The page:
Sclerosing alcohol injections are an increasingly available treatment alternative if the above management approaches fail. Dilute alcohol (4%) is injected directly into the area of the neuroma, causing toxicity to the fibrous nerve tissue. Frequently, treatment must be performed 2–4 times, with 1–3 weeks between interventions. A 60–80% success rate has been achieved in clinical studies, equal to or exceeding the success rate for surgical neurectomy with fewer risks and less significant recovery. If done with more concentrated alcohol under ultrasound guidance, the success rate is considerably higher and fewer repeat procedures are needed.
Radio Frequency Ablation is also used in the treatment of Morton's Neuroma  The outcomes appear to be equally or more reliable than alcohol injections especially if the procedure is done under ultrasound guidance.
If such interventions fail, patients are commonly offered surgery known as neurectomy, which involves removing the affected piece of nerve tissue. Postoperative scar tissue formation (known as stump neuroma) can occur in approximately 20%-30% of cases, causing a return of neuroma symptoms. Neurectomy can be performed using one of two general methods. Making the incision from the dorsal side (the top of the foot) is the more common method but requires cutting the deep transverse metatarsal ligament that connects the 3rd and 4th metatarsals in order to access the nerve beneath it. This results in exaggerated postoperative splaying of the 3rd and 4th digits (toes) due to the loss of the supporting ligamentous structure. This has aesthetic concerns for some patients and possible though unquantified long-term implications for foot structure and health. Alternatively, making the incision from the ventral side (the sole of the foot) allows more direct access to the affected nerve without cutting other structures. However, this approach requires a greater post-operative recovery time where the patient must avoid weight bearing on the affected foot because the ventral aspect of the foot is more highly enervated and impacted by pressure when standing. It also has an increased risk that scar tissue will form in a location that causes ongoing pain.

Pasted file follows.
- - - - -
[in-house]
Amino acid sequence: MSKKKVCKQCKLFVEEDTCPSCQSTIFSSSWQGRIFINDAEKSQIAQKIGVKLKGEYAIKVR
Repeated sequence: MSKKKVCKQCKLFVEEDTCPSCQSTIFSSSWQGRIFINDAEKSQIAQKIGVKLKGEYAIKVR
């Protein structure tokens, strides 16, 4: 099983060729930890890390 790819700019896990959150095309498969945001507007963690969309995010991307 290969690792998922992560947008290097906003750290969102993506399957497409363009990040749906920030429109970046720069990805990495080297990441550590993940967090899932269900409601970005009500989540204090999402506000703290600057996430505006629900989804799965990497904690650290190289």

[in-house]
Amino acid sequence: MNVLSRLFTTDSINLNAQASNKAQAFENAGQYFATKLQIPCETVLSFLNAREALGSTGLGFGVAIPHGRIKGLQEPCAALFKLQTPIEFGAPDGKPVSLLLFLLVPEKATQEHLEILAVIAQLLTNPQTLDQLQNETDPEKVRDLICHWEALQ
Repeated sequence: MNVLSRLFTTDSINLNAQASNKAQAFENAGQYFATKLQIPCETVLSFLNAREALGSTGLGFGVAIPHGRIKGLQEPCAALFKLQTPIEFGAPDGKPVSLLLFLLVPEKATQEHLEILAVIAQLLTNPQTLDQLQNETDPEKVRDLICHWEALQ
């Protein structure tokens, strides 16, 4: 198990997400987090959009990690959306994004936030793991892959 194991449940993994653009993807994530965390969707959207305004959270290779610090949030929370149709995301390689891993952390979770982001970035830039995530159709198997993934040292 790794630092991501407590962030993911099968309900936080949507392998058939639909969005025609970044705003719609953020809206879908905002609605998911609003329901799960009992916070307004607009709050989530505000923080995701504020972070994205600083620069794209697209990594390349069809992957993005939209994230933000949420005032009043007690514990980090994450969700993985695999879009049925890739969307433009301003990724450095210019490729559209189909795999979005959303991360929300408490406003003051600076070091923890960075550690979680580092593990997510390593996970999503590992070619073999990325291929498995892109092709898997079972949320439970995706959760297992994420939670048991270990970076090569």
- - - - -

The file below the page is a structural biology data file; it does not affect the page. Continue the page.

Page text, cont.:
Cryogenic neuroablation is a lesser known alternative to neurectomy surgery. Cryogenic neuroablation (also known as cryo injection therapy, cryoneurolysis, cryosurgery or cryoablation) is the destruction of axons to prevent them from carrying painful impulses. This is accomplished by making a small incision (~3 mm) and inserting a cryoneedle that applies extremely low temperatures of between −50 °C to −70 °C to the nerve/neuroma. This results in degeneration of the intracellular elements, axons, and myelin sheath (which houses the neuroma) with wallerian degeneration. The epineurium and perineurium remain intact, thus preventing the formation of stump neuroma. The preservation of these structures differentiates cryogenic neuroablation from surgical excision and neurolytic agents such as alcohol. An initial study showed that cryo neuroablation is initially equal in effectiveness to surgery but does not have the risk of stump neuroma formation.
Recently, an increasing number of procedures are being performed at specialist centers which offer a range of procedures to treat Morton's neuroma  under ultrasound guidance. Recent studies have shown excellent results for the treatment of Morton's neuroma with ultrasound guided sclerosing alcohol injections, ultrasound guided radiofrequency ablation, and ultrasound guided cryo-ablation.
In popular culture
- The Center for Morton's Neuroma: Names for Morton's neuroma, http://www.mortonsneuroma.com/names-mortons-neuroma/
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- The Center for Morton's Neuroma: A Scientific Discussion of Morton’s Neuroma, http://www.mortonsneuroma.com/mortons-neuroma-science/
- Morton's Neuroma: Interdigital Perineural Fibrosis - Wheeless' Textbook of Orthopaedics
- The Center for Morton's Neuroma. "What is Morton's Neuroma?".
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- "The Center for Morton's Neuroma".
- Chuter GS1, Chua YP, Connell DA, Blackney MC. (January 2013). "Ultrasound guided radiofrequency ablation in the management of interdigital (Morton's) neuroma". Skeletal Radiol. 42 (1): 107–11. doi:10.1007/s00256-012-1527-x. PMID 23073898.
- Hughes RJ, Ali K, Jones H, Kendall S, Connell DA (June 2007). "Treatment of Morton's neuroma with alcohol injection under sonographic guidance: follow-up of 101 cases". Acta Orthop Belg. 188 (6): 1535–9. doi:10.2214/AJR.06.1463. PMID 17515373.
- "Morton's neuroma". www.nhs.uk. NHS choices. Retrieved 15 March 2016.
- Cryosurgery Or Sclerosing Injections: Which Is Better For Neuromas?
- Marc Katz, DPM. "A Closer Look at Cryosurgery for Neuromas". Podiatry Today.
- A Caporusso EF, Fallat LM, Savoy-Moore R (Sep–Oct 2002). "Cryogenic Neuroablation for the treatment of lower extremity neuromas". J Foot Ankle Surg. 41 (5): 286–290. doi:10.1016/S1067-2516(02)80046-1. PMID 12400711.
- Musson RE1, Sawhney JS, Lamb L, Wilkinson A, Obaid H. (March 2012). "Ultrasound guided alcohol ablation of Morton's neuroma". Foot Ankle Int. 33 (3): 196–201. doi:10.3113/fai.2012.0196. PMID 22734280.
- Talia Friedman, MD, Daniel Richman, MD and Ronald Adler, MD. "Sonographically Guided Cryoneurolysis Preliminary Experience and Clinical Outcomes". J Ultrasound Med. 31: 2025–2034.